Australia has been warned to lift its game on emissions, with a new report finding it is still one of the most carbon-intensive countries among developed economies.
The OECD assessment of Australia’s environmental performance says the country must stabilise and strengthen its policies to deal with climate change.
It adds to a series of authoritative bodies, including the United Nations’ environment section, calling on Australia to do more.
“The country will fall short of its 2030 emissions target without a major effort to move to a low-carbon model,” says the report, released on Wednesday.
“Australia has adopted a piecemeal approach to emission reduction. The government needs to streamline its approach and clarify how existing and new instruments can be scaled up to reach the Paris Agreement goals.”
Australia has pledged to cut emissions by 26-28 per cent on 2007 levels by 2030 but government projections show that target will be missed by a significant amount on existing policy settings.
It says Australia is one of the few OECD countries where emissions have risen over the past decade.
The report laments lost opportunities to provide stability to the electricity sector, with repeated failures over recent years by the federal government to settle energy and climate policy.
“Adopting an integrated energy and climate policy framework for 2030 with an emission reduction goal for the power sector would avoid the projected rise in (greenhouse gas) emissions,” OECD secretary-general Angel Gurria says.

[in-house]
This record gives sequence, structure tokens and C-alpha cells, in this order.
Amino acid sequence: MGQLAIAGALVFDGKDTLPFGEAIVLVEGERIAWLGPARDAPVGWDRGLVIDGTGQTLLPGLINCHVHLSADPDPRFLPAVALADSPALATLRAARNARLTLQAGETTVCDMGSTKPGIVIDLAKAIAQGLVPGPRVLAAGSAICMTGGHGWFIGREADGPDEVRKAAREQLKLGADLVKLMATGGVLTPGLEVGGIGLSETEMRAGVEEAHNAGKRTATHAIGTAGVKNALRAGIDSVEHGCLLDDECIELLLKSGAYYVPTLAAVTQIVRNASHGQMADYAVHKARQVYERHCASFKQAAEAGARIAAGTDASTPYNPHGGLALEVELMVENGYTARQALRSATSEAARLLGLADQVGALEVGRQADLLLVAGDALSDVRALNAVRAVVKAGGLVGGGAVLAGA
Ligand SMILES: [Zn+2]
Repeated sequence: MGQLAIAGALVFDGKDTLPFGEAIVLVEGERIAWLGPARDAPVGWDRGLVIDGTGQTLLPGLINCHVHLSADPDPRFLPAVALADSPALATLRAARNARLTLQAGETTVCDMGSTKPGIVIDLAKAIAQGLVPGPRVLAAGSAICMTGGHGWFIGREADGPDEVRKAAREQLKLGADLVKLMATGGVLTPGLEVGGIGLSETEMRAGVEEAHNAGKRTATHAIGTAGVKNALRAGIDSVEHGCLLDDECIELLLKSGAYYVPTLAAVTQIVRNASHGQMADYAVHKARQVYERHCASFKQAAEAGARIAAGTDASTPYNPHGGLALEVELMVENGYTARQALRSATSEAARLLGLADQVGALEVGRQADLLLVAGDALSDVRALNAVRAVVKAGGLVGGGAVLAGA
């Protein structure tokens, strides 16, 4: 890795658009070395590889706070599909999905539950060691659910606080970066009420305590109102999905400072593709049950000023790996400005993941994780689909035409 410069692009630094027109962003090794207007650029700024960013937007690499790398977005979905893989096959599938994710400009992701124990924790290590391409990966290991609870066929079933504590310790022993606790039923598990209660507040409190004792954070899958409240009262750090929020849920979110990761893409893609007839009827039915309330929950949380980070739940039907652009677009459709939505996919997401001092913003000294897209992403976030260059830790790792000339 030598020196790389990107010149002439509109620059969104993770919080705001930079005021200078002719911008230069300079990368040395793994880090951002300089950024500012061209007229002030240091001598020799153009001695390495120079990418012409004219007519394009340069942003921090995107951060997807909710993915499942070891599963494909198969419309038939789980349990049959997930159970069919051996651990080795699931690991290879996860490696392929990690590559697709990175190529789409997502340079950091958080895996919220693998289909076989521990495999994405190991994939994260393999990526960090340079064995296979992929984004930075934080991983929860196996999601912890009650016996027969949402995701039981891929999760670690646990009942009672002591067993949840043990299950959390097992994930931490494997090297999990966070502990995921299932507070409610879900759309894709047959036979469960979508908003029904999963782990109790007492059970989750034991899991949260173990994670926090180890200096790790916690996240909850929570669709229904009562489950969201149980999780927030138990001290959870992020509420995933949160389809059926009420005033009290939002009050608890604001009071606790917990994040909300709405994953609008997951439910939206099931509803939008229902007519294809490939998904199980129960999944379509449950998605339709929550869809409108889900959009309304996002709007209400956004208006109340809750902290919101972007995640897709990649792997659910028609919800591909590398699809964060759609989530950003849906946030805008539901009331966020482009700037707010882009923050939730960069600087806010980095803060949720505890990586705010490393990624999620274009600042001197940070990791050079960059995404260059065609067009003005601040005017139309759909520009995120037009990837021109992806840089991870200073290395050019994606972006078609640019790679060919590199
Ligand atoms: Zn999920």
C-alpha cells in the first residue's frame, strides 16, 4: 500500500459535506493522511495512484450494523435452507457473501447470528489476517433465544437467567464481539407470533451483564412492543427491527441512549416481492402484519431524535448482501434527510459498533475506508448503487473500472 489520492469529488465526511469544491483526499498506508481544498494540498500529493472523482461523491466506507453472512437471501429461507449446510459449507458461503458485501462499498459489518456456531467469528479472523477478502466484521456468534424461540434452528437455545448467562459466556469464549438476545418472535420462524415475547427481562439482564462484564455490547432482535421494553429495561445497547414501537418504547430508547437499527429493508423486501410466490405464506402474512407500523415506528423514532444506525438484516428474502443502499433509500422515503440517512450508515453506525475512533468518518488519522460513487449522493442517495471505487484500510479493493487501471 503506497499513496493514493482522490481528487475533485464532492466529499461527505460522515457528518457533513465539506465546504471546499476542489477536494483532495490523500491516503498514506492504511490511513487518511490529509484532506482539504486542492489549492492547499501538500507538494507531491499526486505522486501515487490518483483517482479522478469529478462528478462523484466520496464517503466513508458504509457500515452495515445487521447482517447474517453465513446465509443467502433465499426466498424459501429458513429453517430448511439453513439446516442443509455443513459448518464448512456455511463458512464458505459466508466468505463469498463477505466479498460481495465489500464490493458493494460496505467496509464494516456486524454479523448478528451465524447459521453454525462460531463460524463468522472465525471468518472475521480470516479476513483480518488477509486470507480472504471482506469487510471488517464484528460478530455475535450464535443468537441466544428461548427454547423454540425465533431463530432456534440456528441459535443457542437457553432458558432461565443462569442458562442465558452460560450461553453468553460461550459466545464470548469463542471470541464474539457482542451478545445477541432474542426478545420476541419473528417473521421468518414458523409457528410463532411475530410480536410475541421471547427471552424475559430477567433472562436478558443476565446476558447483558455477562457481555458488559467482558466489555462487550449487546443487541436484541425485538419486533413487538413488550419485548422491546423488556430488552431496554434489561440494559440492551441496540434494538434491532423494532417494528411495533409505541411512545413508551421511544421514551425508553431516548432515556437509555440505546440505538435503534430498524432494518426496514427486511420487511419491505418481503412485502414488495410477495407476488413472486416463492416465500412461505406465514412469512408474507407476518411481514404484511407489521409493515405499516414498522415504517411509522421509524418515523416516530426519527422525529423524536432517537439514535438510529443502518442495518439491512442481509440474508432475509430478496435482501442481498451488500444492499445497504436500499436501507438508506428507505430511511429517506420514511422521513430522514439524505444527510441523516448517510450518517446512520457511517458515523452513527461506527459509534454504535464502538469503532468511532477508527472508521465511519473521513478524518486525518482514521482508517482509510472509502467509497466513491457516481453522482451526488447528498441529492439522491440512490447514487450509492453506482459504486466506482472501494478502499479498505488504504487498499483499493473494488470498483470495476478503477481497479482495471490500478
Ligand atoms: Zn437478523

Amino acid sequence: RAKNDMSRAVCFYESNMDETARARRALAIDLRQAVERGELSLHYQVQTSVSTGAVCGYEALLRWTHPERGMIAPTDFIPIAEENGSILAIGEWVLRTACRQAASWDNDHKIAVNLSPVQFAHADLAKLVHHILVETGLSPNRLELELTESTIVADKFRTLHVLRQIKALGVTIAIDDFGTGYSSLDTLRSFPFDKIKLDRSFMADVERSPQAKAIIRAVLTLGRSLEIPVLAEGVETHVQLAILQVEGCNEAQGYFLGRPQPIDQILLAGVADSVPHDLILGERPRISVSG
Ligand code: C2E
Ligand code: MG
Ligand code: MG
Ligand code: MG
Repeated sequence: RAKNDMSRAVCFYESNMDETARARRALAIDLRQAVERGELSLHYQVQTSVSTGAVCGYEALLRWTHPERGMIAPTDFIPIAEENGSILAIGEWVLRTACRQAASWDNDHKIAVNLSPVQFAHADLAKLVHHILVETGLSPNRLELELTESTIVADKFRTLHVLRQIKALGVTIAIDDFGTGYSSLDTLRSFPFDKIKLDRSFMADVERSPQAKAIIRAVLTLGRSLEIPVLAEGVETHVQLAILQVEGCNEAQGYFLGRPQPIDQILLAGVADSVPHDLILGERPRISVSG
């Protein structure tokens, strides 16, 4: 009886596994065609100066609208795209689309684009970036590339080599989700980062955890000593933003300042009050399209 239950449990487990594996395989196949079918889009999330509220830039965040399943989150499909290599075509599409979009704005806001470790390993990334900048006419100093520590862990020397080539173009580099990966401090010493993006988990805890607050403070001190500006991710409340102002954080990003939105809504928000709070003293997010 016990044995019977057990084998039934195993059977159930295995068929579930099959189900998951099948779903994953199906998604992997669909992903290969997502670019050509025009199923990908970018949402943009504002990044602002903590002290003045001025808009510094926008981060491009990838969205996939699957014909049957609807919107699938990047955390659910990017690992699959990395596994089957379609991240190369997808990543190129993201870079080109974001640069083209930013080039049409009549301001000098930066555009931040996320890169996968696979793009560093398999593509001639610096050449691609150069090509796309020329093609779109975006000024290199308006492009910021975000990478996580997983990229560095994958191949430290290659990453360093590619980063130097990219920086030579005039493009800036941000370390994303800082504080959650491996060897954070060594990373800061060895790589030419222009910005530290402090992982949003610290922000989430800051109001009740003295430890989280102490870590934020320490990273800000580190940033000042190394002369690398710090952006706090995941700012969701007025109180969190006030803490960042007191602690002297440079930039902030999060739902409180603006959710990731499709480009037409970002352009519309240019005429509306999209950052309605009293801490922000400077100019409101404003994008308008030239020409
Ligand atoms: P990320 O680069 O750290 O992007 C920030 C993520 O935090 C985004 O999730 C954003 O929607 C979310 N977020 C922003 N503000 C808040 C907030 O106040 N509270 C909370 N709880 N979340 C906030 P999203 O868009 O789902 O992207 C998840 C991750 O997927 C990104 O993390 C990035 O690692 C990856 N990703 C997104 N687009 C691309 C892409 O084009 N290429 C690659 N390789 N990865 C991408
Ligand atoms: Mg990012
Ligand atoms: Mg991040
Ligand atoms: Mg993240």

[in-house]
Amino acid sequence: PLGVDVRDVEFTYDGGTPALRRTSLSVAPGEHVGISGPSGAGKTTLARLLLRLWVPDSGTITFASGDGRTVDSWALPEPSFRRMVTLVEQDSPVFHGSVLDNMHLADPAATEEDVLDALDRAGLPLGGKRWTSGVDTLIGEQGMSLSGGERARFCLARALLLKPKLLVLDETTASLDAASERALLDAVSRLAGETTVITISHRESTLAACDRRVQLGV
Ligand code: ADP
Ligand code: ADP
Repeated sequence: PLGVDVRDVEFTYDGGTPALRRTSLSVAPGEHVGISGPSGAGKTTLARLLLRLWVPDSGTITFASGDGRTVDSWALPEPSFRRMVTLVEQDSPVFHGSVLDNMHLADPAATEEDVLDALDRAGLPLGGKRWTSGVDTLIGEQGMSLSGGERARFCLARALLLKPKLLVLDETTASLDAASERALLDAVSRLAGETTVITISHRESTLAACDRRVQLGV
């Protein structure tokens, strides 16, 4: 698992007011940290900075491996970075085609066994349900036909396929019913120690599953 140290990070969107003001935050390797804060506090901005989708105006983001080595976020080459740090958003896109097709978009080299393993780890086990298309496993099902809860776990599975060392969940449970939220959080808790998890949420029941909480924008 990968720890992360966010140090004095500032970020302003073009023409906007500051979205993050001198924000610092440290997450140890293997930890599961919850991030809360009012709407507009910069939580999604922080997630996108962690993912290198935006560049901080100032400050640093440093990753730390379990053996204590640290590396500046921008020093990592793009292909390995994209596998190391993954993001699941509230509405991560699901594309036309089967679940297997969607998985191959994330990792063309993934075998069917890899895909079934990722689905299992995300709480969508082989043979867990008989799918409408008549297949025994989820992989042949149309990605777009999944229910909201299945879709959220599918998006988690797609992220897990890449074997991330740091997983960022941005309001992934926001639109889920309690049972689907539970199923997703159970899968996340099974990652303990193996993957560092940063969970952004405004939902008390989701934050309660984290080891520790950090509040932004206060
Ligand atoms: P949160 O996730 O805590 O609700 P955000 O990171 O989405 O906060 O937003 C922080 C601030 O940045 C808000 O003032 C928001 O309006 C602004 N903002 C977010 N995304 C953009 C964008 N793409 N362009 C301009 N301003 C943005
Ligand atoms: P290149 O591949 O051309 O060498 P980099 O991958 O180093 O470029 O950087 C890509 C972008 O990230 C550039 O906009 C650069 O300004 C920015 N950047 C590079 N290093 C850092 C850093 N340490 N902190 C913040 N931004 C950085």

Nevertheless, Environment Minister Melissa Price says “progress continues to be made” towards the 2030 target.
“We have the right mix of policies in place to meet our targets and our policies are scalable,” she said in a statement responding to the OECD.
The organisation wants the government to clarify the role of two of these policies, the Emissions Reduction Fund and the safeguard mechanism, in meeting climate targets.
It notes Australia has warmed by 0.9C over the past 60 years – the Paris Agreement aims to limit warming to at most 2C or ideally 1.5C – and changes in rainfall patterns, more frequent hot days and heat waves are already affecting people’s wellbeing.
It says the overall status of biodiversity is poor and worsening, and the Great Barrier Reef is under threat from climate change and run-off pollution.
Australian Conservation Foundation chief executive Kelly O’Shannassy says the OECD is clear that Australia is failing to protect the environment and in fact doing damage at record speed.
“We can no longer ignore the persistent warnings about what runaway climate change and a sick natural world mean for our country,” she said.
“The good news is we have the tools, skills and technology to forge a new way.”
The 50 recommendations also include that energy taxes better reflect the climate cost of using fuels, extending road pricing including congestion charges, and speeding up and strengthening regulation of industrial chemicals, with about three-in-five chemicals available in Australia yet to have risk assessments.